Now that you know the basics for making a banner, let's get started. As mentioned in the first blog post, select the flag shape you prefer. Design a template to use for marking your shape on fabric. Cardboard, tracing paper, or cardstock are good options. For this project, and for frequent use, I purchased template plastic. Template plastic is available in single sheets in various weights in the quilting notions section of your local fabric store. (Dritz manufactures the plastic that I used.)
Cut your desired shape. If you use plastic or tracing paper, you can see the fabric design through the shape. Move the shape in different directions to select the desired cutting direction. In Figure 1, I aligned my template to my fabric so that the bottom of the pinwheel handles points toward the tip of the chevron shape. In Figure 2, the tip of the shape points upward in opposition to the direction of the pinwheel handles. Since I want the pinwheel handles to point downward, I must make sure to cut my fabric correctly. Make a written or mental note of this arrangement so that you cut for fabric accordingly.
Next, decide how you want to cut your fabric if you are making more than one flag from a single fabric pattern. Fold the fabric in half, cut edge to cut edge, and see how many flags can be cut. Unfold, and fold the fabric selvage to selvage. repeat the template testing. Follow the "The Old House" rule: measure twice, cut once. (I still make mistakes with this rule! Recently, I was rechecking my measurements prior to cutting and mentally patting myself on the back for being cautious. And I cut one segment an inch short anyway. Ugh!)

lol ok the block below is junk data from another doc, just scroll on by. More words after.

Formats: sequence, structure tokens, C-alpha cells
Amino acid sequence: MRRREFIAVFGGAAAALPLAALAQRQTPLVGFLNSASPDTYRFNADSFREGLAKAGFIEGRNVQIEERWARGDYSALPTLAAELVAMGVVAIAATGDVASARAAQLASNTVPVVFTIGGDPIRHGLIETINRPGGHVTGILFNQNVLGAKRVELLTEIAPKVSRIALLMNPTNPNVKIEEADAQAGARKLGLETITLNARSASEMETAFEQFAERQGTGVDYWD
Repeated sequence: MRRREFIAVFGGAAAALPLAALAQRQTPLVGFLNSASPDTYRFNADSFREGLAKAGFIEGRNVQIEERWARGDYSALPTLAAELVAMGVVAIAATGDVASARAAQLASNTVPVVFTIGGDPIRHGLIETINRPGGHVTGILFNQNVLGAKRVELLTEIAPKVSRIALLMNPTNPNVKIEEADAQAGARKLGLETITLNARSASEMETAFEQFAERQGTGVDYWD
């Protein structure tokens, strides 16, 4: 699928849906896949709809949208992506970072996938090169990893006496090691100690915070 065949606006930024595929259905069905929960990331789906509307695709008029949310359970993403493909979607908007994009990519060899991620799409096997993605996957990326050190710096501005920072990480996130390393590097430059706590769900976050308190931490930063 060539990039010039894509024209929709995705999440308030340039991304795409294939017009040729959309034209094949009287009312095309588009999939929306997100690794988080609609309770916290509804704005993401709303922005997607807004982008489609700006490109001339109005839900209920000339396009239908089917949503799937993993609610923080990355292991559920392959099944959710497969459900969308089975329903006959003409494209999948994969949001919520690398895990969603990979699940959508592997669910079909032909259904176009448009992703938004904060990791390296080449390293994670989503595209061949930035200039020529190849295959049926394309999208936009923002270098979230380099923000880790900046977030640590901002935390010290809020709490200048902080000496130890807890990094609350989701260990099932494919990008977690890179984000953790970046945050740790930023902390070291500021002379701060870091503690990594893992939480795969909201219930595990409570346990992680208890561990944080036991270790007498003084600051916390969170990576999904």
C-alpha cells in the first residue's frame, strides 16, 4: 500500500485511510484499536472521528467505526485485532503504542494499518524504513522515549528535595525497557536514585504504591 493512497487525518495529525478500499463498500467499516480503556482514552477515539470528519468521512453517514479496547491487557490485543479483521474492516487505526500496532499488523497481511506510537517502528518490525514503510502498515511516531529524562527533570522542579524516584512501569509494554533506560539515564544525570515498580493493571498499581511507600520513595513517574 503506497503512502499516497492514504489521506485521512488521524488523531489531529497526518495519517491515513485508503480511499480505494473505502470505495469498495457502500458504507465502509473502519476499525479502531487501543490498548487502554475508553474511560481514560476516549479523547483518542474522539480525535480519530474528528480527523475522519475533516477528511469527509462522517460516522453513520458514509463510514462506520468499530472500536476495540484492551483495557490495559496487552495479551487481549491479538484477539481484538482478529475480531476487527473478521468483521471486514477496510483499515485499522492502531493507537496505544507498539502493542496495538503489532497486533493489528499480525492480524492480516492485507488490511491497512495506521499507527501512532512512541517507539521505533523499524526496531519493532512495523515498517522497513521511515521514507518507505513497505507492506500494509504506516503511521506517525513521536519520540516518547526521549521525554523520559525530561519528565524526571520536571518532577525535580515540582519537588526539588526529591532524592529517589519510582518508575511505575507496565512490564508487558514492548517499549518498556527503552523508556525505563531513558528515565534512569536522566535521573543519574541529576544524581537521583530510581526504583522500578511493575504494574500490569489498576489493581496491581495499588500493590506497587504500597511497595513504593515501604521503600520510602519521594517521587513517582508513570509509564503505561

For this project, I made a chevron that is 7 x 10 inches. I cut rectangles in 7 x 10 inch sections first. Then I used my template to mark the chevron tips. Finally, I used a rotary cutter and ruler to cut out the tips. See Figures 3 and 4.
Once you get your flags cut, place the two pieces right-sides together (RST) . See Figure 5.
Set up your sewing machine to stitch 1/4 inch seams. I used a size 3 stitch length. Remember to leave one side (the top) open. See Figures 6 and 7.
Trim excess fabric from all points. This step removes bulk from the corners.Turn flags right side out (RSO). Use a bodkin, orange stick, pencil, or stiletto to push out corners. Use the tool to bring the seams to the edge of the flag. You want all sides of your flag to be as straight as possible for top stitching. Adjust your needle so that it is closer to the edge of the flag. Top stitch all edges except the top. See Figure 8.